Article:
Newspaper of The New York Herald, October 13, 1855, Page 2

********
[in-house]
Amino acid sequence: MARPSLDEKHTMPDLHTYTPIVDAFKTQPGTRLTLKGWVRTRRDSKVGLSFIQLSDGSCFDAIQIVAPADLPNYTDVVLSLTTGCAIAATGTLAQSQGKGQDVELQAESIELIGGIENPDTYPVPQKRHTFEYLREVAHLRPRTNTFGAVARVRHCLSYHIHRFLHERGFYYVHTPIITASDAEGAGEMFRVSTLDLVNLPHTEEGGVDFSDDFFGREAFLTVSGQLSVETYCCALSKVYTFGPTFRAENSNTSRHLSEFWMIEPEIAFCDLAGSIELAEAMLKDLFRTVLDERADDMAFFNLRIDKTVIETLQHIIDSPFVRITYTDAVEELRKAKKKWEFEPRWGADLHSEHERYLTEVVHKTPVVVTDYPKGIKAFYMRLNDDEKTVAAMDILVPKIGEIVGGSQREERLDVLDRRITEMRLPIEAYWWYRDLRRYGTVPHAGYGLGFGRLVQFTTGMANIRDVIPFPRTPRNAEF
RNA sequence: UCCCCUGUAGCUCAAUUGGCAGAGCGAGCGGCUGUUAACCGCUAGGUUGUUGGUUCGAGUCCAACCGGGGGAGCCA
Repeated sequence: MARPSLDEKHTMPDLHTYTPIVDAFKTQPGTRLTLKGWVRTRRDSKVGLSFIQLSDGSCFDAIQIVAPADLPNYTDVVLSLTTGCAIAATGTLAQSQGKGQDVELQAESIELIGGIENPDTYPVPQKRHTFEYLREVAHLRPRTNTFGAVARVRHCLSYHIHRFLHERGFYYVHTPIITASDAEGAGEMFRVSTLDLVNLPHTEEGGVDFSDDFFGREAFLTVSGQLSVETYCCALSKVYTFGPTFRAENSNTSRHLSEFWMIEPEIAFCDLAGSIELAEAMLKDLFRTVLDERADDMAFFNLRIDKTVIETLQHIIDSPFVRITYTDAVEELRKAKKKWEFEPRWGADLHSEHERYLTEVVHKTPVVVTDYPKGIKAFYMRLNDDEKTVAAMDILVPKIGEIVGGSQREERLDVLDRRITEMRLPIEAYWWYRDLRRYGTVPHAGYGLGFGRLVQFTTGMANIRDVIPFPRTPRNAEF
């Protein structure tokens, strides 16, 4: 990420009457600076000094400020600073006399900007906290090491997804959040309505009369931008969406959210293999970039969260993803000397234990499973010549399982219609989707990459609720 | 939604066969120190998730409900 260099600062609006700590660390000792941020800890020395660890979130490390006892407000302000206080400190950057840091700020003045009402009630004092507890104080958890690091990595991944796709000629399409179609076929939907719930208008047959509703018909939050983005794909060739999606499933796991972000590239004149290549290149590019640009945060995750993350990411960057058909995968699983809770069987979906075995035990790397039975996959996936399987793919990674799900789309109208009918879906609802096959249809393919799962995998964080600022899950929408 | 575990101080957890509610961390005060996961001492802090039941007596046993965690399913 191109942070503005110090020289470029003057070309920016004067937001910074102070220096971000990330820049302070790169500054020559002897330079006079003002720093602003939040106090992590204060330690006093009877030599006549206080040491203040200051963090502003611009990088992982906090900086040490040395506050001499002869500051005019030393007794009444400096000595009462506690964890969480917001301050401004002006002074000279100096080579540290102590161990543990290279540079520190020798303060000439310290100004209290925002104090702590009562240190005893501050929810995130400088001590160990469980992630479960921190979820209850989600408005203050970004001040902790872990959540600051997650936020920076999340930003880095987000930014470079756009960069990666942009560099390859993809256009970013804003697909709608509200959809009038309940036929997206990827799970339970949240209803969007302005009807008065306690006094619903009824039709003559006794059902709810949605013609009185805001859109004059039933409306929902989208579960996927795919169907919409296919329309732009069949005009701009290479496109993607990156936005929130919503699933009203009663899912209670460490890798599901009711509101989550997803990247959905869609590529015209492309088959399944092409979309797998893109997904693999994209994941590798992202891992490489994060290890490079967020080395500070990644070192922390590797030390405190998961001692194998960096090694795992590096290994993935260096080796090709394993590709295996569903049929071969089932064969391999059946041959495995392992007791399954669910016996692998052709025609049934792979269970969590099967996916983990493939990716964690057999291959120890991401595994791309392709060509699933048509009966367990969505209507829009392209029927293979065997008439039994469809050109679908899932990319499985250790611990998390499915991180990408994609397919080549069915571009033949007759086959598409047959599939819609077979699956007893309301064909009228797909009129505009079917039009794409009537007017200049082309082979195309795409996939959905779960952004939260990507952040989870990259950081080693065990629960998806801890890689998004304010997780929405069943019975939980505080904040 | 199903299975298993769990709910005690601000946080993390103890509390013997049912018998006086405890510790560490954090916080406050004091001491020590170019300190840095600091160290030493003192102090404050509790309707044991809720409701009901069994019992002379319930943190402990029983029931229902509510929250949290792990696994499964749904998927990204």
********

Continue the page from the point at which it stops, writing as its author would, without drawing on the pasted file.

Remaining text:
Newspaper of The New York Herald dated October 13, 1855 Page 2